Friday, March 19, 2010

Sweat In The City

I was recently interviewed on camera as part of Women's Sport and Fitness Foundation's (WSFF) campaign to get more women in London and across the UK to participate in sports and be more active in general.  In Fall 2008, I applied for and was accepted to the Sweat In The City program, a WSFF initiative which offered a free three-month gym membership to nearly 3,000 women (under 25) across London.  The only catch was that you'd be required to blog about each gym visit and you had to commit to going 3 times a week - not a problem for me since I had no social life to speak of at that time (not saying that I have one now).  I admit it sounds lame, but I was hoping that through this program I'd be able to meet some friends and also shape up, as I wanted to run a 5K in the spring.  But I got more than I bargained for - in a positive way. 

Let me start by saying that I've always liked the British attitude towards fitness, which is much more relaxed, in my opinion, than in America.  Brits are more likely to go away for week-long hikes in the Lake District than spend their after-work hours sweating away in some basement gym in the city.  They (for the most part) also have a healthy attitude towards food and practice good portion control as well as advocate growing their own vegetables, etc. whenever possible.  I think (most) women are of a healthy size here - neither obese nor anorexic, but rather quite literally, heatlhy.  But when I started the program, I quickly realized why it's so important to get more women active and this was further evidenced by a question asked during the interview. 

I think the question was something like, "Why don't you think women exercise more in the UK or are motivated to keep up a regular gym routine?  And do you think sport takes away their femininity?"  I flashed back to about a year ago when I was staring at my arms in the mirror and commented to John, "I want really cut arms."  John looked up from his magazine and frowned, "But not really cut, right?  You don't want to look like a bodybuilder!"  I whipped around and said, "Well, yes, actually, I do want really defined arms - I don't find anything wrong with that."  I knew what he meant: Madonna arms.  And while I definitely do NOT want Madonna's Frankenstein arms, I was hoping to achieve something past flabby bingo-wings.  Zoning back to the interviewer's question, I found myself saying, "Yes, yes I think women in the UK are afraid that atheleticism or a strong body will take away their femininity."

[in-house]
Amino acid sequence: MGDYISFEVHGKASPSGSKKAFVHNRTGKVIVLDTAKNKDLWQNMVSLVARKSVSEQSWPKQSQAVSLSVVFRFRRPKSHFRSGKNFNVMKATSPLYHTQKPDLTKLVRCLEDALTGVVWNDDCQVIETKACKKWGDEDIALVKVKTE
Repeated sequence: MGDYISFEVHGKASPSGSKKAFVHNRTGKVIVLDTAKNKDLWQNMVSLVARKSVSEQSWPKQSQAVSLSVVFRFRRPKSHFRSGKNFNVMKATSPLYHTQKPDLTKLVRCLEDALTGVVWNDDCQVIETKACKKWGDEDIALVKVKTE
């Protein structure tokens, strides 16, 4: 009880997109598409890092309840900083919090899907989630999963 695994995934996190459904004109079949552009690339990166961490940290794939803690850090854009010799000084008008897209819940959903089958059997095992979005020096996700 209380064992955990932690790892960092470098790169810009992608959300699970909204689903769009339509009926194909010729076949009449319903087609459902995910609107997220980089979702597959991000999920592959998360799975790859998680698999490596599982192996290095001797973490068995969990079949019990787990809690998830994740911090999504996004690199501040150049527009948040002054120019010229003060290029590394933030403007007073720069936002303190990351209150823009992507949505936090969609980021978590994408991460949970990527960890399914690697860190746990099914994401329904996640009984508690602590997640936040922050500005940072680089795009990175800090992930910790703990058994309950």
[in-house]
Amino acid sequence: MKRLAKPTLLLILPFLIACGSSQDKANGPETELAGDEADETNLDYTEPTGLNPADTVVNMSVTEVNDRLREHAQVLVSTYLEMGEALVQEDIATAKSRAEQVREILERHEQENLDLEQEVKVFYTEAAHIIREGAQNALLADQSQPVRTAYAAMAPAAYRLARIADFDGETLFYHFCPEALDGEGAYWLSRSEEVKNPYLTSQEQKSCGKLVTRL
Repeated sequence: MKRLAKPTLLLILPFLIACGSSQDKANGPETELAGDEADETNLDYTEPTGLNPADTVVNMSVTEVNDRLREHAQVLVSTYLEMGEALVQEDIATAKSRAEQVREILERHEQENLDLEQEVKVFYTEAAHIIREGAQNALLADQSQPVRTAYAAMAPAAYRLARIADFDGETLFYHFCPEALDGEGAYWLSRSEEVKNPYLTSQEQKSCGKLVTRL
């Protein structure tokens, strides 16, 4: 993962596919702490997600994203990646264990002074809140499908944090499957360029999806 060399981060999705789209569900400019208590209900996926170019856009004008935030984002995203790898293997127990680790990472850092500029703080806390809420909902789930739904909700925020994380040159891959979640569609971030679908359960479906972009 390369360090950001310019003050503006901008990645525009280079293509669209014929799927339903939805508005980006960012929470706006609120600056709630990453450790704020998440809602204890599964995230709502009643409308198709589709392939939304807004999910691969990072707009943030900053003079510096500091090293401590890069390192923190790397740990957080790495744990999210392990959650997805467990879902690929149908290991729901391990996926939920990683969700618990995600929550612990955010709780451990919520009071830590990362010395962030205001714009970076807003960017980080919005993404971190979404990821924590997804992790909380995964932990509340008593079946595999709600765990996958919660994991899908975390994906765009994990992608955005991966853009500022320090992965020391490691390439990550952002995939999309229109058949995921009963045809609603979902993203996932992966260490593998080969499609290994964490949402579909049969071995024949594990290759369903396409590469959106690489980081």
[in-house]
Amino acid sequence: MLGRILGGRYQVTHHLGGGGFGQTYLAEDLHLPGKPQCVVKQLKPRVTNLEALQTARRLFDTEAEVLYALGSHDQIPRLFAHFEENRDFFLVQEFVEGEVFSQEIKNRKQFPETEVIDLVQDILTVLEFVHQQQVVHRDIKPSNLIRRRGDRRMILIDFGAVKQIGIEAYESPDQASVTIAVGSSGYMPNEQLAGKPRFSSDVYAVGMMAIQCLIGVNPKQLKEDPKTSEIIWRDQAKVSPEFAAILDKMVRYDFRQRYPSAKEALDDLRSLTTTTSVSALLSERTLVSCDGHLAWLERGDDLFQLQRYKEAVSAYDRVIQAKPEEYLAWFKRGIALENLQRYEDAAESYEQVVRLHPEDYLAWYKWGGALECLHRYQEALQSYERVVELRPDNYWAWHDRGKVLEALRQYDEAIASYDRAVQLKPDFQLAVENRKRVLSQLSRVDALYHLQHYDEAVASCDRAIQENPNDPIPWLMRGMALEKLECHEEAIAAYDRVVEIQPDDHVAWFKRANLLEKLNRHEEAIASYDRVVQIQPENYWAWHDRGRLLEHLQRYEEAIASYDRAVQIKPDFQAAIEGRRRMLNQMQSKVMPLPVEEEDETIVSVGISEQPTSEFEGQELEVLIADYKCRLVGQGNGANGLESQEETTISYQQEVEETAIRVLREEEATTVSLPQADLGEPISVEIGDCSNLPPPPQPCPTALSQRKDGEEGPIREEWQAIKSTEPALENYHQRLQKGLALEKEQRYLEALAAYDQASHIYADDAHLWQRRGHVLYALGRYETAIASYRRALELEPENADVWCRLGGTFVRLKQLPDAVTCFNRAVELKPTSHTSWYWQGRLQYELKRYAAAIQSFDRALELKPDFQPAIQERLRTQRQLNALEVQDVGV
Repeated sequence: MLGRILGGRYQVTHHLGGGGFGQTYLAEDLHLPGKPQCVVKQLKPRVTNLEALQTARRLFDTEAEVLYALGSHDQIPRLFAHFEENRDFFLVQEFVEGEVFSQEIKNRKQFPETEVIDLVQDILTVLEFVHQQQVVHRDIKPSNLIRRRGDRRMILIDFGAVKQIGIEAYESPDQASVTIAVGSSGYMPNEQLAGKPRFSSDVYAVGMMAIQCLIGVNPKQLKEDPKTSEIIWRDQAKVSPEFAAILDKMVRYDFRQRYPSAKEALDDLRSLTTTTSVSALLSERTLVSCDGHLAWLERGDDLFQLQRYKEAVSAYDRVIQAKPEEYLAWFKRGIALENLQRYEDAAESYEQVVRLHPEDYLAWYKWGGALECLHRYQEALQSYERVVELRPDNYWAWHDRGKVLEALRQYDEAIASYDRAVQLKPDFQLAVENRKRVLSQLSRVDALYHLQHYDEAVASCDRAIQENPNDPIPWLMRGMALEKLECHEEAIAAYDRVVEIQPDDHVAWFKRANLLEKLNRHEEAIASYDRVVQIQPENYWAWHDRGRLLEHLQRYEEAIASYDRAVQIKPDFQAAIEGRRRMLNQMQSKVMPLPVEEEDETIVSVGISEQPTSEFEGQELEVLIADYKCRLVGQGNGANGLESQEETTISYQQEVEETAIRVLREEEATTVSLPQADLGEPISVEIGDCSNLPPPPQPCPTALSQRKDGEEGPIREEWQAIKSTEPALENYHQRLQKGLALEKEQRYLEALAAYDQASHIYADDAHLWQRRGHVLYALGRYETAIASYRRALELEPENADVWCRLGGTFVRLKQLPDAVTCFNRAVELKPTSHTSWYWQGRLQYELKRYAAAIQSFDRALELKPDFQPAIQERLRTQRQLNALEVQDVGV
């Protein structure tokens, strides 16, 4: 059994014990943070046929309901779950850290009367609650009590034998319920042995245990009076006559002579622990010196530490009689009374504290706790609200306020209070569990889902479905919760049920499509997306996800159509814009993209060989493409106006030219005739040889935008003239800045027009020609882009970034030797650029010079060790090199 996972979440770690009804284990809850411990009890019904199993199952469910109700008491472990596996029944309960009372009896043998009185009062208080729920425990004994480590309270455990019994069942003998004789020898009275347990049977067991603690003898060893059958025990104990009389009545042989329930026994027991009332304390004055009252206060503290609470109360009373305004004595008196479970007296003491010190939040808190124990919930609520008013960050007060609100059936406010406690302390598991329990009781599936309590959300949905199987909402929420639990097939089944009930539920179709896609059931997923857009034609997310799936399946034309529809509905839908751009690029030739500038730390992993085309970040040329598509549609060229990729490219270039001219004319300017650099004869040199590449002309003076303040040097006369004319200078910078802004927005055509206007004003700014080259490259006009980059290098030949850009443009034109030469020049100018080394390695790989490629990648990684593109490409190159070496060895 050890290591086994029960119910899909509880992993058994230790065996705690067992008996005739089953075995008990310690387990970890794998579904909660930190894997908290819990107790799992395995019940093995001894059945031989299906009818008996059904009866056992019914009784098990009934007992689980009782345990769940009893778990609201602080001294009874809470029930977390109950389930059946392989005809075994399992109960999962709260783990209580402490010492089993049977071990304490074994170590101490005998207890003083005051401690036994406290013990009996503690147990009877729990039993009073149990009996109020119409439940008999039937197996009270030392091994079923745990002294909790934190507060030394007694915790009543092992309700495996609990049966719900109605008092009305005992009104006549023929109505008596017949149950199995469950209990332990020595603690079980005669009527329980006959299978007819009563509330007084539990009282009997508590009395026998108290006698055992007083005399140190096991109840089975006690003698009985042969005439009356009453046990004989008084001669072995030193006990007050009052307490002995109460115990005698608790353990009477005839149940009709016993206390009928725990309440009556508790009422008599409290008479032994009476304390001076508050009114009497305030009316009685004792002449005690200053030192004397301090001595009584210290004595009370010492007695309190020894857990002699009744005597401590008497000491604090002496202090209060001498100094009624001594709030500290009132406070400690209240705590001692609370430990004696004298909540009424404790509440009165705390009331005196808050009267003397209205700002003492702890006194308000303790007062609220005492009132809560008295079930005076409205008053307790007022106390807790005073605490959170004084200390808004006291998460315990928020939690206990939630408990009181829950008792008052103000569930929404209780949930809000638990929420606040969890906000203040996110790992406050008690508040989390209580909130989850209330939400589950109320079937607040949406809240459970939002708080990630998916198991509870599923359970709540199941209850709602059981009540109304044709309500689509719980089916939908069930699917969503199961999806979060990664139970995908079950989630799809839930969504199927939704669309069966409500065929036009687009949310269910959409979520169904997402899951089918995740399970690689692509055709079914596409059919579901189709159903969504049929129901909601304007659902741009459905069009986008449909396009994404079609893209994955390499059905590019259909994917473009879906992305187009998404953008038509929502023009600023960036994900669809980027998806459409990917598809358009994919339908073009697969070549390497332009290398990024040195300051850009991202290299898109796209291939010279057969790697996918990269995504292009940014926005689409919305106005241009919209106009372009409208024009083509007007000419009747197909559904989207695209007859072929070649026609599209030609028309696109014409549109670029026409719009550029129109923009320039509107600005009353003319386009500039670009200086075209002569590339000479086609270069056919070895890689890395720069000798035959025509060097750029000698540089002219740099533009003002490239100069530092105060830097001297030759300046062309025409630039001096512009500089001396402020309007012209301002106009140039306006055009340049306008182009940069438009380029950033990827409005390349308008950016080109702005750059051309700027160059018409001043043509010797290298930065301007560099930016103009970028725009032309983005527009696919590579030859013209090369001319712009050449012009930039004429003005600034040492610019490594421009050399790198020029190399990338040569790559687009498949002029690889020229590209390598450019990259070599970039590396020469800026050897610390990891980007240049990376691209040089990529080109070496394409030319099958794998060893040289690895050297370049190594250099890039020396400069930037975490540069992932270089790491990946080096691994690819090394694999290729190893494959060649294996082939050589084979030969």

See, in the US, we have magazines like Self (above) and Shape (right) that are devoted to women's fitness.  There are blogs (such as that give advice on everything from improving yoga postures to interval training ideas.  Fitness in the US can be an obsession.  We idolize female atheletes and women with six-packs and muscular arms and legs.  But never, in this country, have I ever seen a magazine in the newsstands dedicated to women's fitness.  They don't exist.  And it's probably because most British girls and women idolize anorexic "celebrities" like Victoria Beckham and Cheryl Cole Tweedy.  Celebs who, instead of eating healthily and working out, are afraid of bulking up and prefer to nibble on edamame beans and sip green tea to survive. 

So naturally, WSFF had to come up with a cringe-worthy but clever way of drawing the glossy magazine-clutching young women of London into the realm of sports and fitness, and they came up with the name, Sweat In The City.  I have to say though, that personally, participating in the program was a life-changing experience for me.  I was able to join a great gym in Covent Garden which didn't have the super-competitive element (and overall obnoxiousness) that gyms like Virgin Active and Fitness First have and I found a terrific yoga class that I love.  And since it's so close to my office, I can change at work and just go, so I've got no excuse. 

Six-pack and toned arms, here I come.

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